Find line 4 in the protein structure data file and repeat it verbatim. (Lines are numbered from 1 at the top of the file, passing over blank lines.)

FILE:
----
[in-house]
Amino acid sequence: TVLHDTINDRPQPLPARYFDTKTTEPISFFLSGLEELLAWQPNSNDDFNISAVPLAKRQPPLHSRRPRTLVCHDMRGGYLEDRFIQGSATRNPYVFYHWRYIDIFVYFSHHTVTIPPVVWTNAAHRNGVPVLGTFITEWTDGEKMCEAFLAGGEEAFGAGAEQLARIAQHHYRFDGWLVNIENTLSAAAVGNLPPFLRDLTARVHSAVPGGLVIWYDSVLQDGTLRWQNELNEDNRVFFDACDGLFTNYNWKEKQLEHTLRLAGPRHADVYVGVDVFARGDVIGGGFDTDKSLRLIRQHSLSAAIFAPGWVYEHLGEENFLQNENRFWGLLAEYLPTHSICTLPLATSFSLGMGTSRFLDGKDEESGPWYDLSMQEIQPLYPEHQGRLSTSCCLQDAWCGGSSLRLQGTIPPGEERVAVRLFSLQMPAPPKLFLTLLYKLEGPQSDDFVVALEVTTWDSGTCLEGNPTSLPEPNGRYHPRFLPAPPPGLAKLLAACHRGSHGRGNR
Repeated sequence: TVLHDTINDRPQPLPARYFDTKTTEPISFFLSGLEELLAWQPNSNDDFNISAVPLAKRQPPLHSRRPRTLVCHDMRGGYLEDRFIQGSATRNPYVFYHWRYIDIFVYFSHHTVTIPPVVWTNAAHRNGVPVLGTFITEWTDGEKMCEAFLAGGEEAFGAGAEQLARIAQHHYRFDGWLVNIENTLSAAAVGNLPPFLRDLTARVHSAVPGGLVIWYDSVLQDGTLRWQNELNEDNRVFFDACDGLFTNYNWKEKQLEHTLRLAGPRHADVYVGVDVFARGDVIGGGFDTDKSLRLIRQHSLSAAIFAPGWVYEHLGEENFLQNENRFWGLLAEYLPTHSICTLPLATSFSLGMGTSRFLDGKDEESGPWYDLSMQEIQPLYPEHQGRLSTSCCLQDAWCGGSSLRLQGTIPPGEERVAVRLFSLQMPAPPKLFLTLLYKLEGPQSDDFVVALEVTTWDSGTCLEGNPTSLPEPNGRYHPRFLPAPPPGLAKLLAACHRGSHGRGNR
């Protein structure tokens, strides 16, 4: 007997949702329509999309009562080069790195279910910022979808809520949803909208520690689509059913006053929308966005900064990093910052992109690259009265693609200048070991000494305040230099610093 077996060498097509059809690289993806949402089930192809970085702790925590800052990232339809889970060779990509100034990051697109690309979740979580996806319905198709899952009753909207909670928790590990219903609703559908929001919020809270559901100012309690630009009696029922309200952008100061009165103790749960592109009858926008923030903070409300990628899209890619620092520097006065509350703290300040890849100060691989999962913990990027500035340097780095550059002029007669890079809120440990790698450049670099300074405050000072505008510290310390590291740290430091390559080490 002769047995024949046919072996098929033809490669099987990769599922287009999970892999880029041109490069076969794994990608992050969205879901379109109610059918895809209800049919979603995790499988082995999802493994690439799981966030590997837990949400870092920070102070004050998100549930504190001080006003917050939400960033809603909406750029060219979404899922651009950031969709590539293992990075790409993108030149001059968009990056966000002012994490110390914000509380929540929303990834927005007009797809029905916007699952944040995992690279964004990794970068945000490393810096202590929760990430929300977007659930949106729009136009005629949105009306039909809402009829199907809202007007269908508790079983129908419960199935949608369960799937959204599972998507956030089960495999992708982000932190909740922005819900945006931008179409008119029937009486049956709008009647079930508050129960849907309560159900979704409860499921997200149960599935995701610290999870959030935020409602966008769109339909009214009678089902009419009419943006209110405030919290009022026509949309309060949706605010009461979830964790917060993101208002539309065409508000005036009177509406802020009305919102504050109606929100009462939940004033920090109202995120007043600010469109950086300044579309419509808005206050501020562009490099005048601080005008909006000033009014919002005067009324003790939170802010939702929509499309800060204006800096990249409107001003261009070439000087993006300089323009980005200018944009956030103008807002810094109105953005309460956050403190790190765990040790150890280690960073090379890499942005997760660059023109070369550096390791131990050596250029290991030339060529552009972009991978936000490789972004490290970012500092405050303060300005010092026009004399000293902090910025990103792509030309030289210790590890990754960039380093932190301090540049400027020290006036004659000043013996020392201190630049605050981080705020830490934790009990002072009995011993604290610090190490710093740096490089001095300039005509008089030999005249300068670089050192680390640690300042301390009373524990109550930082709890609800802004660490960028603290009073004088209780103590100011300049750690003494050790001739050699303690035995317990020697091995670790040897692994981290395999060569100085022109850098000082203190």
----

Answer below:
């Protein structure tokens, strides 16, 4: 007997949702329509999309009562080069790195279910910022979808809520949803909208520690689509059913006053929308966005900064990093910052992109690259009265693609200048070991000494305040230099610093 077996060498097509059809690289993806949402089930192809970085702790925590800052990232339809889970060779990509100034990051697109690309979740979580996806319905198709899952009753909207909670928790590990219903609703559908929001919020809270559901100012309690630009009696029922309200952008100061009165103790749960592109009858926008923030903070409300990628899209890619620092520097006065509350703290300040890849100060691989999962913990990027500035340097780095550059002029007669890079809120440990790698450049670099300074405050000072505008510290310390590291740290430091390559080490 002769047995024949046919072996098929033809490669099987990769599922287009999970892999880029041109490069076969794994990608992050969205879901379109109610059918895809209800049919979603995790499988082995999802493994690439799981966030590997837990949400870092920070102070004050998100549930504190001080006003917050939400960033809603909406750029060219979404899922651009950031969709590539293992990075790409993108030149001059968009990056966000002012994490110390914000509380929540929303990834927005007009797809029905916007699952944040995992690279964004990794970068945000490393810096202590929760990430929300977007659930949106729009136009005629949105009306039909809402009829199907809202007007269908508790079983129908419960199935949608369960799937959204599972998507956030089960495999992708982000932190909740922005819900945006931008179409008119029937009486049956709008009647079930508050129960849907309560159900979704409860499921997200149960599935995701610290999870959030935020409602966008769109339909009214009678089902009419009419943006209110405030919290009022026509949309309060949706605010009461979830964790917060993101208002539309065409508000005036009177509406802020009305919102504050109606929100009462939940004033920090109202995120007043600010469109950086300044579309419509808005206050501020562009490099005048601080005008909006000033009014919002005067009324003790939170802010939702929509499309800060204006800096990249409107001003261009070439000087993006300089323009980005200018944009956030103008807002810094109105953005309460956050403190790190765990040790150890280690960073090379890499942005997760660059023109070369550096390791131990050596250029290991030339060529552009972009991978936000490789972004490290970012500092405050303060300005010092026009004399000293902090910025990103792509030309030289210790590890990754960039380093932190301090540049400027020290006036004659000043013996020392201190630049605050981080705020830490934790009990002072009995011993604290610090190490710093740096490089001095300039005509008089030999005249300068670089050192680390640690300042301390009373524990109550930082709890609800802004660490960028603290009073004088209780103590100011300049750690003494050790001739050699303690035995317990020697091995670790040897692994981290395999060569100085022109850098000082203190």